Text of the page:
Wednesday, October 31, 2007

Ghosts, Spectres and Apparitions

The following article entitled, Ghosts, Spectres, and the Apparition, first appeared in the February 8, 1941 edition of The Archon. It was written by faculty member, Harold MarshallCurtis, Jr., who taught English and Latin at the Academy in the early 1940s. The unidentified photograph of gravestones is from the Academy’s collection.

Ghosts, Spectres, and Apparitions

by Harold M. Curtiss, Jr.

If, some evening, you should suddenly come upon a ghostly shape gliding softly across the Mansion House lawn or if you should spy shadowy figures riding past Degen House along the Old Post Road, do not be alarmed. You will not be the first to have such an experience. Some sunny afternoon you may even meet the Devil himself, for he has visited Byfield Parish before. Merely keep out of the way and watch the fun. The ghosts and apparitions of Byfield are not to be regarded as objects pf terror, rather we should welcome them, feeling fortunate that our forefathers loved this locality enough to wish to return occasionally and reenact scenes from their earthly lives.

In this old New England community we live close to the past. Old traditions and customs have a strong hold upon us. The settlers of this locality were people with strong wills and deep-seated convictions, and it is not to be expected that even in death they should lose interest in the town which they helped to establish. Nor should we of this generation question the authenticity of the stories connected with their reappearances. It is a matter which transcends scientific research and beyond the bounds of factual investigation. The stories must be taken and handed down from generation to generation for what they are worth; the proof must lie with those fortunate enough to be witnesses to the shadowy scenes.

The most famous of all the ghosts or apparitions of this locality is the Byfield Spectre. It made its appearance on Sunday afternoon, April 27, 1778, and was seen by a large number of natives. Several eyewitness accounts of the event have been preserved and are incorporated in Mr. John L. Ewell’s Story of Byfield. The spectre, as described by Deacon Coleman and Deacon Chute, two stalwart worthies of the Byfield Parish Church, and whose opinion, therefore, must be considered unimpeachable, was “a giant certainly not less and probably more than twenty feet tall.” It was clothed in a long robe of black material, which, unlike cloth, did not move with the motion of the figure, but remained perfectly still and undisturbed. The dreadful giant suddenly appeared by the Mansion House about 2 o’clock on this beautiful, sunny Sunday afternoon. It was first seen by a number of Academy boys who fled in abject terror. The apparition strode from the Academy grounds towards the Byfield parish Church, stalking at a “good horse’s pace” through the air about two or three feet above the ground. As it went along, the spectre glided through walls and fences without disturbing them, and constantly screamed in terrifying fashion.
Proceeding towards the church, the figure met a Mr. Within who was driving a herd of cows towards his barn. When the animals beheld the phantom, they roared and bellowed, some ran off in all directions, while others dropped dead of fright.

Upon its arrival at the Byfield Parish Church the spectre circled the building twice, screaming more than ever, and then rushed with increased speed to the top of Hunslow Hill where it turned to face the parish, flung out its arms, and with one final, terrific, ear shattering cry vanished into thin air.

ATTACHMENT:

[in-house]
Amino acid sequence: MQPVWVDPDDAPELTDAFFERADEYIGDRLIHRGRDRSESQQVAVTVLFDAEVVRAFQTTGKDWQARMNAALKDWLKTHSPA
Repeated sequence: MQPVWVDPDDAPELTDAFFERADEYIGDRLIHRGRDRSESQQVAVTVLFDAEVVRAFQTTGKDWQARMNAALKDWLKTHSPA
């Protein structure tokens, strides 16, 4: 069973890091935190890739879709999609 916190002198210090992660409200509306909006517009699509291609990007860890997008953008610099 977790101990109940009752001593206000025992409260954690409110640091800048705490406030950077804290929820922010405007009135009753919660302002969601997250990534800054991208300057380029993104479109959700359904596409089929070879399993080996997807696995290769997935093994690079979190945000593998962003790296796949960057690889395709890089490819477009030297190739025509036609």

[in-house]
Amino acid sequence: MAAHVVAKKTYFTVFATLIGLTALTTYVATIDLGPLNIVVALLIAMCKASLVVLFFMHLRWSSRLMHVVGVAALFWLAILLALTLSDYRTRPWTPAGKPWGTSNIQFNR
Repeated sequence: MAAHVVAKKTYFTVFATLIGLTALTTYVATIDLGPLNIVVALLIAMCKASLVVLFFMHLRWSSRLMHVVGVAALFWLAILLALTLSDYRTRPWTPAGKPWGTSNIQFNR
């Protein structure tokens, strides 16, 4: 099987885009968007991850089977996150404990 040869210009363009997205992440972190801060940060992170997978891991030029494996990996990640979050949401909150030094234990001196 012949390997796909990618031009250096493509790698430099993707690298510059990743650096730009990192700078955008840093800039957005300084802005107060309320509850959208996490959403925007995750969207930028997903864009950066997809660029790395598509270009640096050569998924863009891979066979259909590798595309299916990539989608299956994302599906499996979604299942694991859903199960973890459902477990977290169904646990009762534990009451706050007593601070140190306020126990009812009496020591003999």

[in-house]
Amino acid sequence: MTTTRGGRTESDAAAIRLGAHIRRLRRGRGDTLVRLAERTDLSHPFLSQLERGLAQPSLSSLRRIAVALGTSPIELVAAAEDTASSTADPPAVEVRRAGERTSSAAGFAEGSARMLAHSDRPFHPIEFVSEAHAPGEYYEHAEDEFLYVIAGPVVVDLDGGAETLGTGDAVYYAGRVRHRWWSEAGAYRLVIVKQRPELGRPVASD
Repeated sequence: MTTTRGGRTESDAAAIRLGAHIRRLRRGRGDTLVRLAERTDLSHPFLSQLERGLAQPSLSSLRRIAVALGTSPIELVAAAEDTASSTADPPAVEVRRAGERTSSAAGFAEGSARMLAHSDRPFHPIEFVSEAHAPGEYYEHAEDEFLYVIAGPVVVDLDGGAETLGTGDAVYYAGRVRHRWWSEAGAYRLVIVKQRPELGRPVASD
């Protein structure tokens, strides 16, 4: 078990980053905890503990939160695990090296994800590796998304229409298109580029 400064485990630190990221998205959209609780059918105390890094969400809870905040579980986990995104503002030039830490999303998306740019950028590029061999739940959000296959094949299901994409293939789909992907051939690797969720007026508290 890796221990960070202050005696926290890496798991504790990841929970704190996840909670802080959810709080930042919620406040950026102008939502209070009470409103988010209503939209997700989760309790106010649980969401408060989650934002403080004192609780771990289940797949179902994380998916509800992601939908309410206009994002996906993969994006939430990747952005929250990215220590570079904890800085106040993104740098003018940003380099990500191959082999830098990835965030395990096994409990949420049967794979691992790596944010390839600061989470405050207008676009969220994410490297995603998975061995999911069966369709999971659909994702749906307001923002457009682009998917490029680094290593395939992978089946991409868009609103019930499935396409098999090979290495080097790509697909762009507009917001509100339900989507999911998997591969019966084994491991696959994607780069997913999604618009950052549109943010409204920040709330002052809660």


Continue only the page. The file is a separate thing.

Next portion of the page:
The church people of the parish were naturally much disturbed by this unusual incident. The Reverend Dr. Parsons, pastor of the Parish Church, proclaimed that it was the Devil taking a walk. Deacon Coleman agreed that it was the Devil all right, but thought that he was doing a little more than merely taking a Sunday stroll. In fact he laid the blame right at the door of the good Doctor, stating that the Devil had appeared as an omen of divine displeasure against Dr. Parsons because he kept slaves. Whether Dr. Parsons released his slaves as a result is not recorded.

The real center of the ghostly traditions of the community is the Mansion House and it immediate surroundings. Local history has it that the front lawn of the Governor’s house was once the site of a bitter duel between a French officer and an English officer of his Majesty’s forces. After a prolonged battle with swords the Frenchman was victorious, and the English soldier succumbed near the front door of the Mansion House as the result of his wounds. According to eyewitnesses the duel is reenacted on moonlight August evenings just as it occurred in pre-Revolutionary days. All the formalities and participants are there, and the now peaceful lawn becomes once again the scene of violence and bloodshed.

The English officer who was killed also occasionally appears alone on the lawn, and his visits are not restricted to merely one month but may take place at any time of year. He is usually seen walking slowly across the lawn from Commons towards the Milestone. He is in full uniform with a beautifully embroidered cloak hanging from his shoulders. By his side swings a long sword and on his braided, cocked hat is a powdered wig with a short queue. As he walks, he appears to be in deep meditation and he is not frightened into disappearance by a beholder of his nocturnal stroll. It is said that one brave native who happened upon him determined to accost him, but the ghost merely quickened its pace in order to keep six feet between itself and the intruder. When it reached the proximity of the Milestone, it vanished from sight, for it never proceeds farther than that point.

To be continued……..

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